The term in English was originally used in Christianity, though historians now use the term for those who are considered worthy of veneration for their holiness or sanctity in all major religions.
Many religions use similar concepts, but different terminology, to venerate individuals worthy of honor in some way, e.g., see Hindu saints. John A. Coleman S.J., Graduate Theological Union, Berkeley, wrote that saints across various cultures and religions have the following family resemblances:
- exemplary model;
- extraordinary teacher;
- wonder worker or source of benevolent power;
- a life often refusing material attachments or comforts;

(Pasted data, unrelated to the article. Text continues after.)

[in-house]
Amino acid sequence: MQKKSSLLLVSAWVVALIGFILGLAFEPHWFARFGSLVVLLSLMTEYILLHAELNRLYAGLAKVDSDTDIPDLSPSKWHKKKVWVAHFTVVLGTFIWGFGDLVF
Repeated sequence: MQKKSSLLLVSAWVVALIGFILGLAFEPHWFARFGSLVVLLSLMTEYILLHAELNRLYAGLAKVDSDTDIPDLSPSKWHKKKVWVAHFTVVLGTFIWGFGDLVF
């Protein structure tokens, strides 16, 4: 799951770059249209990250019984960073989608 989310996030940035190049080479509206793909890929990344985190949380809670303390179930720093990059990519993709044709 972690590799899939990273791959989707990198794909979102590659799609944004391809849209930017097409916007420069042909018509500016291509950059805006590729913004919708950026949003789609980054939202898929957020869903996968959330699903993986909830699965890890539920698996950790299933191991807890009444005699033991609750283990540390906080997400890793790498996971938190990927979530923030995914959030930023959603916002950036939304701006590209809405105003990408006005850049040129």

- possession of a special and revelatory relation to the holy.
While there are parallels between these (and other) concepts and that of sainthood, each of these concepts has specific meanings within a given religion. Also, new religious movements have sometimes taken to using the word in cases where the people so named would not be regarded as saints within mainstream Christianity. Some of the Cao Dai saints and saints of Ecclesia Gnostica Catholica are examples of such.
The anthropologist Lawrence Babb in an article about Sathya Sai Baba asks the question "Who is a saint?", and responds by saying that in the symbolic infrastructure of some religions, there is the image of a certain extraordinary spiritual king's "miraculous powers", to whom frequently a certain moral presence is attributed. These saintly figures, he asserts, are "the focal points of spiritual force-fields", exerting "powerful attractive influence on followers but touch the inner lives of others in transforming ways as well."
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